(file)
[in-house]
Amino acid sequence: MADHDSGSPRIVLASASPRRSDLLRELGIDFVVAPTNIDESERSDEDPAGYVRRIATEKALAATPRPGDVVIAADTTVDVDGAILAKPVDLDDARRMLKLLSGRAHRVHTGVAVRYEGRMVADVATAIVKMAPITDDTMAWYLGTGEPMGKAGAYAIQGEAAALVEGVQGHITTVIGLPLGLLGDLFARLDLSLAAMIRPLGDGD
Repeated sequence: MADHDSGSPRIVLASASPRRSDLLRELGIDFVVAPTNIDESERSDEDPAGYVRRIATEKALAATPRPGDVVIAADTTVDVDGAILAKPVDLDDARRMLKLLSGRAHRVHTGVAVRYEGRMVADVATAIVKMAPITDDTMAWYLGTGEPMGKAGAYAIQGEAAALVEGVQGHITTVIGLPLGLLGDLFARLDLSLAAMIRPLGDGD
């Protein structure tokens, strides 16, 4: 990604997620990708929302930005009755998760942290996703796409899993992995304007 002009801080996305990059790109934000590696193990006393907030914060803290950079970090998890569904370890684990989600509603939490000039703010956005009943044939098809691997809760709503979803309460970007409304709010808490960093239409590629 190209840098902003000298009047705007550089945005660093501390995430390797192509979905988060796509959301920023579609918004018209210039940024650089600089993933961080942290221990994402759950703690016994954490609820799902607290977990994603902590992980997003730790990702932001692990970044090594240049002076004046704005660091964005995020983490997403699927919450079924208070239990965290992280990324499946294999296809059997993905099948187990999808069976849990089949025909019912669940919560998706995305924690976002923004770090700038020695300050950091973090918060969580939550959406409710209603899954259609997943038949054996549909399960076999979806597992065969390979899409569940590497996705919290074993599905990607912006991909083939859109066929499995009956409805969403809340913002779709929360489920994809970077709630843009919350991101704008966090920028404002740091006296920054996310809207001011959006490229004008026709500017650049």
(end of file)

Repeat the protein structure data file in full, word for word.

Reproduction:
[in-house]
Amino acid sequence: MADHDSGSPRIVLASASPRRSDLLRELGIDFVVAPTNIDESERSDEDPAGYVRRIATEKALAATPRPGDVVIAADTTVDVDGAILAKPVDLDDARRMLKLLSGRAHRVHTGVAVRYEGRMVADVATAIVKMAPITDDTMAWYLGTGEPMGKAGAYAIQGEAAALVEGVQGHITTVIGLPLGLLGDLFARLDLSLAAMIRPLGDGD
Repeated sequence: MADHDSGSPRIVLASASPRRSDLLRELGIDFVVAPTNIDESERSDEDPAGYVRRIATEKALAATPRPGDVVIAADTTVDVDGAILAKPVDLDDARRMLKLLSGRAHRVHTGVAVRYEGRMVADVATAIVKMAPITDDTMAWYLGTGEPMGKAGAYAIQGEAAALVEGVQGHITTVIGLPLGLLGDLFARLDLSLAAMIRPLGDGD
């Protein structure tokens, strides 16, 4: 990604997620990708929302930005009755998760942290996703796409899993992995304007 002009801080996305990059790109934000590696193990006393907030914060803290950079970090998890569904370890684990989600509603939490000039703010956005009943044939098809691997809760709503979803309460970007409304709010808490960093239409590629 190209840098902003000298009047705007550089945005660093501390995430390797192509979905988060796509959301920023579609918004018209210039940024650089600089993933961080942290221990994402759950703690016994954490609820799902607290977990994603902590992980997003730790990702932001692990970044090594240049002076004046704005660091964005995020983490997403699927919450079924208070239990965290992280990324499946294999296809059997993905099948187990999808069976849990089949025909019912669940919560998706995305924690976002923004770090700038020695300050950091973090918060969580939550959406409710209603899954259609997943038949054996549909399960076999979806597992065969390979899409569940590497996705919290074993599905990607912006991909083939859109066929499995009956409805969403809340913002779709929360489920994809970077709630843009919350991101704008966090920028404002740091006296920054996310809207001011959006490229004008026709500017650049």